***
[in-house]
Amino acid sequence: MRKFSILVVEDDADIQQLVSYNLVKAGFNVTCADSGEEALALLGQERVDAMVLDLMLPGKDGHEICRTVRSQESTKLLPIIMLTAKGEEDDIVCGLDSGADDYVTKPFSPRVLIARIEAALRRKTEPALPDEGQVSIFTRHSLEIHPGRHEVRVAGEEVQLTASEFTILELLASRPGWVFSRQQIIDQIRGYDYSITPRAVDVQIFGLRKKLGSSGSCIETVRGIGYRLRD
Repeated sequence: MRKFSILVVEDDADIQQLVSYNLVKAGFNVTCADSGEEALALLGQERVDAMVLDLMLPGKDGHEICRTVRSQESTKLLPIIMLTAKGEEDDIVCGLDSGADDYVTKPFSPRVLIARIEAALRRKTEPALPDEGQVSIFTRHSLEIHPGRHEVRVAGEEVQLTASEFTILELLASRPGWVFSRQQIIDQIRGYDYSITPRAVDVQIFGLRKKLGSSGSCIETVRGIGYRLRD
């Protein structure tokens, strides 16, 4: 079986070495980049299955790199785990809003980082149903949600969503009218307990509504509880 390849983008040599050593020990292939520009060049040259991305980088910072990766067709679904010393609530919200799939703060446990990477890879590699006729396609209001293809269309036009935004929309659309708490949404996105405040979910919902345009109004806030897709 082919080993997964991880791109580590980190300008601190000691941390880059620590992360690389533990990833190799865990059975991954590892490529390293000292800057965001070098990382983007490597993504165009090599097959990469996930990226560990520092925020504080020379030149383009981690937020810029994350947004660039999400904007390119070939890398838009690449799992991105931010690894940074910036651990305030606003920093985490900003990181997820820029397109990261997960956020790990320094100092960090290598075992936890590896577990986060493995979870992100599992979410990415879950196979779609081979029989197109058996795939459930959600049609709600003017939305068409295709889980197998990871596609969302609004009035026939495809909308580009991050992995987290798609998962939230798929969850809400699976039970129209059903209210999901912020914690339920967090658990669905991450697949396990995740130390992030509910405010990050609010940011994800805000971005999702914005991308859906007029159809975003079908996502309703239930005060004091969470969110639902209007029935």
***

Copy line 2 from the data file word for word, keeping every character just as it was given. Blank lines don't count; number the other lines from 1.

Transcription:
Amino acid sequence: MRKFSILVVEDDADIQQLVSYNLVKAGFNVTCADSGEEALALLGQERVDAMVLDLMLPGKDGHEICRTVRSQESTKLLPIIMLTAKGEEDDIVCGLDSGADDYVTKPFSPRVLIARIEAALRRKTEPALPDEGQVSIFTRHSLEIHPGRHEVRVAGEEVQLTASEFTILELLASRPGWVFSRQQIIDQIRGYDYSITPRAVDVQIFGLRKKLGSSGSCIETVRGIGYRLRD